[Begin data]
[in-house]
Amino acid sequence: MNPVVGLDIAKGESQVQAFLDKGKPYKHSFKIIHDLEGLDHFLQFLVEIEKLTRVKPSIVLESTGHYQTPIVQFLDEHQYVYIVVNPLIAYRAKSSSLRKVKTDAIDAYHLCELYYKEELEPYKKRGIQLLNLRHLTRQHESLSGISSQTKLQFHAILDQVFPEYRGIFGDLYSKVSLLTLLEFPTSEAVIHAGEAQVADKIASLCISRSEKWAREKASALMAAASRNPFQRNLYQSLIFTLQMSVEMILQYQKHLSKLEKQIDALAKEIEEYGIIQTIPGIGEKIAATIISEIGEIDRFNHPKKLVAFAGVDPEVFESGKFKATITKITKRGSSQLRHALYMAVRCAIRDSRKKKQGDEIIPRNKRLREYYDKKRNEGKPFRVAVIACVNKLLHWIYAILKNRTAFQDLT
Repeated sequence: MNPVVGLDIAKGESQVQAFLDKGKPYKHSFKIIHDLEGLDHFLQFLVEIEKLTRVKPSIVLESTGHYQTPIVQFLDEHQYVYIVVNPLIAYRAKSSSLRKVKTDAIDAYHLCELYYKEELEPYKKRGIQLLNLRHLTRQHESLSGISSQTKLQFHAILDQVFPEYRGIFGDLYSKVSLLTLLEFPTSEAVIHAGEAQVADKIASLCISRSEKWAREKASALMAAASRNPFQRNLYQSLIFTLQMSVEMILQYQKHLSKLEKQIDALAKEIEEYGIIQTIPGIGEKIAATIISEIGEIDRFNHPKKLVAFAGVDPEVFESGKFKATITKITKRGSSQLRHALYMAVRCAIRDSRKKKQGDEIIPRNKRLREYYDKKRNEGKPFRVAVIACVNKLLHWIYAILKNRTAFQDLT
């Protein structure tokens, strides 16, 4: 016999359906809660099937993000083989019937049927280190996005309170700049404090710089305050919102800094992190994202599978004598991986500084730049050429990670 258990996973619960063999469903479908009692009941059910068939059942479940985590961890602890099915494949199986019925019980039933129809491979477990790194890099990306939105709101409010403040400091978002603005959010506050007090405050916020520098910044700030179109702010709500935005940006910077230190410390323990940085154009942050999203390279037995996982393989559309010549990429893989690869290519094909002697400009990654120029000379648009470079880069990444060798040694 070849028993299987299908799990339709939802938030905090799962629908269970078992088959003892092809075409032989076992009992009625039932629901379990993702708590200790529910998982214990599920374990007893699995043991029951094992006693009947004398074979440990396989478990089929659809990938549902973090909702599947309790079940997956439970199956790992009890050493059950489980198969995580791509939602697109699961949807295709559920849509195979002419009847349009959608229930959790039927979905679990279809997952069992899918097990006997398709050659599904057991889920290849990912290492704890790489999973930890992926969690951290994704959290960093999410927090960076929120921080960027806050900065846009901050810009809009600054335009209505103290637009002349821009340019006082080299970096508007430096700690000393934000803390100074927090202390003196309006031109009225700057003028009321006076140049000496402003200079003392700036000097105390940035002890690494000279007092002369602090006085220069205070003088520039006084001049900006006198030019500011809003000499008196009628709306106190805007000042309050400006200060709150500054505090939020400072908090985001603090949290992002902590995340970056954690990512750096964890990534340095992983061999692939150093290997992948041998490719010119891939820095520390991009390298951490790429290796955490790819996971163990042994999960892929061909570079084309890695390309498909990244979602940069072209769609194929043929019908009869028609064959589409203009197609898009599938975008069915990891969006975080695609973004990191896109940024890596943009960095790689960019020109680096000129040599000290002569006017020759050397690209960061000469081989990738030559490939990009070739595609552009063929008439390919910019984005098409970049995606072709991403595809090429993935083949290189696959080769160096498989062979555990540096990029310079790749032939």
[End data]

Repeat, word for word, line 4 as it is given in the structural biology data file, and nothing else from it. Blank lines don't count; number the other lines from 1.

């Protein structure tokens, strides 16, 4: 016999359906809660099937993000083989019937049927280190996005309170700049404090710089305050919102800094992190994202599978004598991986500084730049050429990670 258990996973619960063999469903479908009692009941059910068939059942479940985590961890602890099915494949199986019925019980039933129809491979477990790194890099990306939105709101409010403040400091978002603005959010506050007090405050916020520098910044700030179109702010709500935005940006910077230190410390323990940085154009942050999203390279037995996982393989559309010549990429893989690869290519094909002697400009990654120029000379648009470079880069990444060798040694 070849028993299987299908799990339709939802938030905090799962629908269970078992088959003892092809075409032989076992009992009625039932629901379990993702708590200790529910998982214990599920374990007893699995043991029951094992006693009947004398074979440990396989478990089929659809990938549902973090909702599947309790079940997956439970199956790992009890050493059950489980198969995580791509939602697109699961949807295709559920849509195979002419009847349009959608229930959790039927979905679990279809997952069992899918097990006997398709050659599904057991889920290849990912290492704890790489999973930890992926969690951290994704959290960093999410927090960076929120921080960027806050900065846009901050810009809009600054335009209505103290637009002349821009340019006082080299970096508007430096700690000393934000803390100074927090202390003196309006031109009225700057003028009321006076140049000496402003200079003392700036000097105390940035002890690494000279007092002369602090006085220069205070003088520039006084001049900006006198030019500011809003000499008196009628709306106190805007000042309050400006200060709150500054505090939020400072908090985001603090949290992002902590995340970056954690990512750096964890990534340095992983061999692939150093290997992948041998490719010119891939820095520390991009390298951490790429290796955490790819996971163990042994999960892929061909570079084309890695390309498909990244979602940069072209769609194929043929019908009869028609064959589409203009197609898009599938975008069915990891969006975080695609973004990191896109940024890596943009960095790689960019020109680096000129040599000290002569006017020759050397690209960061000469081989990738030559490939990009070739595609552009063929008439390919910019984005098409970049995606072709991403595809090429993935083949290189696959080769160096498989062979555990540096990029310079790749032939």